imperial queue

The rhetoric that demonizes anti-Latino and anti-Asian immigrants is disturbing not only for what it says, but more so for what it does not say. By portraying immigration to the United States as a matter of desperate individuals seeking opportunities, it completely disregards the aggressive roles that the U.S. government and U.S. corporations have played— through colonialism, imperialist wars and occupations, capital investment and material extraction in Third World countries and through active recruitment of racialized and gendered immigrant labor— in generating out-migration from key sending countries. As Joe Feagin reminds us, “recent immigrants have mostly come from countries that have been substantially influenced by imperialistic efforts by U.S. corporations and by the U.S. government around the globe.” This portrayal of immigration stigmatizes the immigrants as desperate, undeserving, and even threatening, and delinks contemporary immigration from past U.S. corporate, military, or governmental actions abroad.

As I watched this spectacle of border making, I was reminded of my own bordercrossing experience. In 1975, when tens of thousands of Vietnamese refugees, including my own family, arrived in the United States, the majority of Americans did not welcome us. A Harris poll taken in May 1975 indicated that more than 50 percent of the American public felt that Southeast Asian refugees should be excluded; only 26 percent favored their entry. Many seemed to share Congressman Burt Talcott’s conclusion that, “Damn it, we have too many Orientals.” Five years later, public opinion toward the refugees had not changed. A 1980 poll of American attitudes in nine cities revealed that nearly half of those surveyed believed that the Southeast Asian refugees should have settled in other Asian countries. This poll also found that more than 77 percent of the respondents would disapprove of the marriage of a Southeast Asian refugee into their family and 65 percent would not be willing to have a refugee as a guest in their home. Anti-Southeast Asian sentiment also took violent turns. Refugees from Vietnam, Laos, and Cambodia in many parts of the United States have been attacked and even killed; and their properties have been vandalized, firebombed, or burned. The antirefugee rhetoric was similar to that directed against Latino immigrants: Southeast Asians were morally, culturally, and economically deficient— an invading multitude, unwanted and undeserving.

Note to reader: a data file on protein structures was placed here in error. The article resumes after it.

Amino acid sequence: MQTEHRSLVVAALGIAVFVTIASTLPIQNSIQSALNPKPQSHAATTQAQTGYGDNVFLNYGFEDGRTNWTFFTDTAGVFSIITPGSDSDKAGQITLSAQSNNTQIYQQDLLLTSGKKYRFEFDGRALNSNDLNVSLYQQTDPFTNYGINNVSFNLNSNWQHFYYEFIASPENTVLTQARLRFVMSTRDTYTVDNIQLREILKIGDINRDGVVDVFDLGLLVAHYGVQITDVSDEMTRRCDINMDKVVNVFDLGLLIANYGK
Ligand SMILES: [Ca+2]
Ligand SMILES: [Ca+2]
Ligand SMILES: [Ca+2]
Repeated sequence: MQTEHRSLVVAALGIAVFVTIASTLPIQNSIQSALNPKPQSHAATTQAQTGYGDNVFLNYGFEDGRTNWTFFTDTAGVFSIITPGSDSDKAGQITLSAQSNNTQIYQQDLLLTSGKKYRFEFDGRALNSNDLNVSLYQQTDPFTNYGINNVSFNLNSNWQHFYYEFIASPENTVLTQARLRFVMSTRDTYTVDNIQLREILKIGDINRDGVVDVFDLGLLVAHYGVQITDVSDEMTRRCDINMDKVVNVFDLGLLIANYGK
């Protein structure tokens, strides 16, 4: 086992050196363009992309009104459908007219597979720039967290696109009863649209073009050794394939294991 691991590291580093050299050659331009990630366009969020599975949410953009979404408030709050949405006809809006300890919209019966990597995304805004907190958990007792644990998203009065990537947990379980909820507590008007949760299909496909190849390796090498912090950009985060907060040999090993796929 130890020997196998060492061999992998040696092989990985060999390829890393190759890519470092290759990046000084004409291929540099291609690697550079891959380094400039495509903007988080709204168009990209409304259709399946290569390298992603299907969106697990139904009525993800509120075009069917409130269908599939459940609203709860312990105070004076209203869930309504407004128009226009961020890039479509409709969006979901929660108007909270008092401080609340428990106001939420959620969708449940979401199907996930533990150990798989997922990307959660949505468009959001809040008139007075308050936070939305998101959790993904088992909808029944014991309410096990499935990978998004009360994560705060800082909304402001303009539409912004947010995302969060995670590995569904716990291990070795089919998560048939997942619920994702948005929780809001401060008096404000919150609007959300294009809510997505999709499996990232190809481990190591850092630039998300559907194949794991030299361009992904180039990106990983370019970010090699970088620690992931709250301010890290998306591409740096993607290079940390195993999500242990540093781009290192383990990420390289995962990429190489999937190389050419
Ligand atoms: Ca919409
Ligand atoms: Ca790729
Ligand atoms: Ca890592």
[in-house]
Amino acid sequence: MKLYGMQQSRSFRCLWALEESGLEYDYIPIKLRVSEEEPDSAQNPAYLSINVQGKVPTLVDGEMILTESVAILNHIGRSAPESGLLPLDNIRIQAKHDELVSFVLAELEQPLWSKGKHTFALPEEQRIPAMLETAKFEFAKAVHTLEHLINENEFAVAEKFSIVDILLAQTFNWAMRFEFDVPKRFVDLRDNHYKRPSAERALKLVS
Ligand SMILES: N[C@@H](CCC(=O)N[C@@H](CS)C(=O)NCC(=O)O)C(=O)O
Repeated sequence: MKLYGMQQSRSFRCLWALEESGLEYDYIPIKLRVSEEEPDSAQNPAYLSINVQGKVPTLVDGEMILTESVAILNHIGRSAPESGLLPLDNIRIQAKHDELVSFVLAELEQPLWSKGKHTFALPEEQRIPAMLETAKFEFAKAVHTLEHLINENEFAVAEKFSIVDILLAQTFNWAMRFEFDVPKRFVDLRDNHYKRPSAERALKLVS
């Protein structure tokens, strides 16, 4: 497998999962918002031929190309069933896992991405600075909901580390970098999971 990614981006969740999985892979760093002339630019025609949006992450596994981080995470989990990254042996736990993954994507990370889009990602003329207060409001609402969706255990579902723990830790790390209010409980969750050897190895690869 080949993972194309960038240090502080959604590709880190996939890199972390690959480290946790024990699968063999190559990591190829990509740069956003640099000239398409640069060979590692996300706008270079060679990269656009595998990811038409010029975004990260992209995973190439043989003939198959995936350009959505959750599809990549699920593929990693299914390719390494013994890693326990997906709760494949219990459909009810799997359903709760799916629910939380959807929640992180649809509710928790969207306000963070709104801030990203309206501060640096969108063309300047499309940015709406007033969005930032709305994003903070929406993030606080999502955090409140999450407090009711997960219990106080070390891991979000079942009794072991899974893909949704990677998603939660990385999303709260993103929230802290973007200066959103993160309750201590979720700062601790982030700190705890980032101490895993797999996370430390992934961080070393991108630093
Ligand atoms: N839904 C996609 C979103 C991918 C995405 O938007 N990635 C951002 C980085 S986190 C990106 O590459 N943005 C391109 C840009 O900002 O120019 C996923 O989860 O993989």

- Yen Le Espiritu, “Homes, Borders, and Possibilities,” in Asian American Studies Now (2010) 

We’ve been here before

In recent days bloggers have been discussing what gall it takes for the Chicago Dyke March Collective (CDMC) to respond to its antisemitism by dichotomizing, claiming to hold the moral high ground with people of color while looking down on its enemies who are allegedly white and who are allegedly Zionists. We have been infuriated while learning that CDMC cried, “White tears!” after kicking a Jewish woman of color from the 2017 Chicago Dyke March and did so again after Gretchen Rachel Hammond, a Jewish trans woman of color, was harassed and robbed of her job for giving a truthful account of what happened at the March. I was thinking about what I could contribute to this conversation when I realized I had already said pretty much all I need to say about this matter in a zine I first published in the fall of 2015 (about a year and a half before the March).

A little background: For anyone who does not know, I was a core member of CDMC in 2009. This is a recollection of one of my experiences as a core member: